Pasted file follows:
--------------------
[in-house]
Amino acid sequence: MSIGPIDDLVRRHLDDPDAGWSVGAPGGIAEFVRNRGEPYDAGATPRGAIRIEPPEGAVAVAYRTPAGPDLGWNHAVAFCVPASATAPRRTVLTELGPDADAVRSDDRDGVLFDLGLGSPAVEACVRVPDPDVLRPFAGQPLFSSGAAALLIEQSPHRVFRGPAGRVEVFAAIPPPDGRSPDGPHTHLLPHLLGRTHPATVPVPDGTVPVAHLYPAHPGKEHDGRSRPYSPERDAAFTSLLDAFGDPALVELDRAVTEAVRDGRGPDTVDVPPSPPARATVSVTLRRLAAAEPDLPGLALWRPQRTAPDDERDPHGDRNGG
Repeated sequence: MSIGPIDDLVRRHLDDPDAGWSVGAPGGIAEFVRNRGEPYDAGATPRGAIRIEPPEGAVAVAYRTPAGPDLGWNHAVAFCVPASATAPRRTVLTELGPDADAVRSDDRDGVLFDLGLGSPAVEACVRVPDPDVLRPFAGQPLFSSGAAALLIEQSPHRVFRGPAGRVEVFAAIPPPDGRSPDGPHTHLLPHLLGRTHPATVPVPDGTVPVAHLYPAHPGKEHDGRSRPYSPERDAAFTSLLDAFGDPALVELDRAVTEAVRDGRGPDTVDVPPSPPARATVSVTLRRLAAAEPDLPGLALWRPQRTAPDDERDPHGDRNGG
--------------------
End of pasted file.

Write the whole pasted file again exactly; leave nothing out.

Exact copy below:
[in-house]
Amino acid sequence: MSIGPIDDLVRRHLDDPDAGWSVGAPGGIAEFVRNRGEPYDAGATPRGAIRIEPPEGAVAVAYRTPAGPDLGWNHAVAFCVPASATAPRRTVLTELGPDADAVRSDDRDGVLFDLGLGSPAVEACVRVPDPDVLRPFAGQPLFSSGAAALLIEQSPHRVFRGPAGRVEVFAAIPPPDGRSPDGPHTHLLPHLLGRTHPATVPVPDGTVPVAHLYPAHPGKEHDGRSRPYSPERDAAFTSLLDAFGDPALVELDRAVTEAVRDGRGPDTVDVPPSPPARATVSVTLRRLAAAEPDLPGLALWRPQRTAPDDERDPHGDRNGG
Repeated sequence: MSIGPIDDLVRRHLDDPDAGWSVGAPGGIAEFVRNRGEPYDAGATPRGAIRIEPPEGAVAVAYRTPAGPDLGWNHAVAFCVPASATAPRRTVLTELGPDADAVRSDDRDGVLFDLGLGSPAVEACVRVPDPDVLRPFAGQPLFSSGAAALLIEQSPHRVFRGPAGRVEVFAAIPPPDGRSPDGPHTHLLPHLLGRTHPATVPVPDGTVPVAHLYPAHPGKEHDGRSRPYSPERDAAFTSLLDAFGDPALVELDRAVTEAVRDGRGPDTVDVPPSPPARATVSVTLRRLAAAEPDLPGLALWRPQRTAPDDERDPHGDRNGG